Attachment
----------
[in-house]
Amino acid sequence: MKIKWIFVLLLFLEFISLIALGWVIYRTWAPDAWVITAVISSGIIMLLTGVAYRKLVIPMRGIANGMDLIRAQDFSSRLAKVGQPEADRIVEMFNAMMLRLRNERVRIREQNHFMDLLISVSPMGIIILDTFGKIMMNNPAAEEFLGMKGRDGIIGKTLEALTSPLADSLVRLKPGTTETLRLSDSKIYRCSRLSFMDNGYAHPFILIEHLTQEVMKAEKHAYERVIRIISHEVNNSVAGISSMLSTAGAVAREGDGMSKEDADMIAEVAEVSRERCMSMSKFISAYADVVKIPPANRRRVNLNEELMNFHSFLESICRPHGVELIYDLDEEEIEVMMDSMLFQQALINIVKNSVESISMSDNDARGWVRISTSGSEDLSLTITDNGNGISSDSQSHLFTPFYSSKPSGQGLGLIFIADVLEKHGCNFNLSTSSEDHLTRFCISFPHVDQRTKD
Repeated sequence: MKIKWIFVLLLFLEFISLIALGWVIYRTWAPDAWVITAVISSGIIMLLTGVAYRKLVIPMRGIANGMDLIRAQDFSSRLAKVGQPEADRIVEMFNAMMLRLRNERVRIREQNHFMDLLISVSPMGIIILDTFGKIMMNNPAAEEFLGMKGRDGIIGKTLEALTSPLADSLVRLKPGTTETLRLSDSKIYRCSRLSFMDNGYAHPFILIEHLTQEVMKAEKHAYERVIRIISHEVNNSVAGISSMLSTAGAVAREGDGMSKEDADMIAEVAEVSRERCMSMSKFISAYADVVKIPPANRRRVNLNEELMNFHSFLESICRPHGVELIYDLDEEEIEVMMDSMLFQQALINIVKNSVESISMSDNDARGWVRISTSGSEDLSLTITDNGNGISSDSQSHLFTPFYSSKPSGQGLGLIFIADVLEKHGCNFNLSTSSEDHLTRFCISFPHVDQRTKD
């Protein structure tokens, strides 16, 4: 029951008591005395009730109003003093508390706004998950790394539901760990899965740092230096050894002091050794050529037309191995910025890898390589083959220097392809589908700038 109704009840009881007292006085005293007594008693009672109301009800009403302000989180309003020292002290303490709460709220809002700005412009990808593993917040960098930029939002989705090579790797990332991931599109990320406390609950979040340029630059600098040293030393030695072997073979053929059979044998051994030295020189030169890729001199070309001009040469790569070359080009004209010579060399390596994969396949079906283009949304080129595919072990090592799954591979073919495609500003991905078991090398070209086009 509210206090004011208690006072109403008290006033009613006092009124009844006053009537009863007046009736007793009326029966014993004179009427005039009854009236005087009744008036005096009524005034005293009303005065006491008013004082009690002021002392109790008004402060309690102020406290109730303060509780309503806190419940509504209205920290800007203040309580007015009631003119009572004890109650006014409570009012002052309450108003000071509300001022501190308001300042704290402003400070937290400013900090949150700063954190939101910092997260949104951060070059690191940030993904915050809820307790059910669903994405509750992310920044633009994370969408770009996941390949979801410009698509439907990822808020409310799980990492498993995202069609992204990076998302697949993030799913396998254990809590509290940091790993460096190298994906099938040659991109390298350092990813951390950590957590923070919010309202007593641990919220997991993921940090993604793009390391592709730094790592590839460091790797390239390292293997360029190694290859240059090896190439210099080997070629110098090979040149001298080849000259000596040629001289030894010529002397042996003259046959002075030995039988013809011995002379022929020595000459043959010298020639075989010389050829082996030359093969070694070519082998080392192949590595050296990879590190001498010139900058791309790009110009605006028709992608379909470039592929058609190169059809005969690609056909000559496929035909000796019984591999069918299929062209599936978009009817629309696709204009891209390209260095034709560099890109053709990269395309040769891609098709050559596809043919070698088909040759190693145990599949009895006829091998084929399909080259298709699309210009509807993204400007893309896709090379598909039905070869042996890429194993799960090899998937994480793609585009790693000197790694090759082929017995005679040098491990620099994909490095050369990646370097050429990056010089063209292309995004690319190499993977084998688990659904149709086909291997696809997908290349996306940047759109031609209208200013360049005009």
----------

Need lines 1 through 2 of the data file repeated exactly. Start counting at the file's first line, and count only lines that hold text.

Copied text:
[in-house]
Amino acid sequence: MKIKWIFVLLLFLEFISLIALGWVIYRTWAPDAWVITAVISSGIIMLLTGVAYRKLVIPMRGIANGMDLIRAQDFSSRLAKVGQPEADRIVEMFNAMMLRLRNERVRIREQNHFMDLLISVSPMGIIILDTFGKIMMNNPAAEEFLGMKGRDGIIGKTLEALTSPLADSLVRLKPGTTETLRLSDSKIYRCSRLSFMDNGYAHPFILIEHLTQEVMKAEKHAYERVIRIISHEVNNSVAGISSMLSTAGAVAREGDGMSKEDADMIAEVAEVSRERCMSMSKFISAYADVVKIPPANRRRVNLNEELMNFHSFLESICRPHGVELIYDLDEEEIEVMMDSMLFQQALINIVKNSVESISMSDNDARGWVRISTSGSEDLSLTITDNGNGISSDSQSHLFTPFYSSKPSGQGLGLIFIADVLEKHGCNFNLSTSSEDHLTRFCISFPHVDQRTKD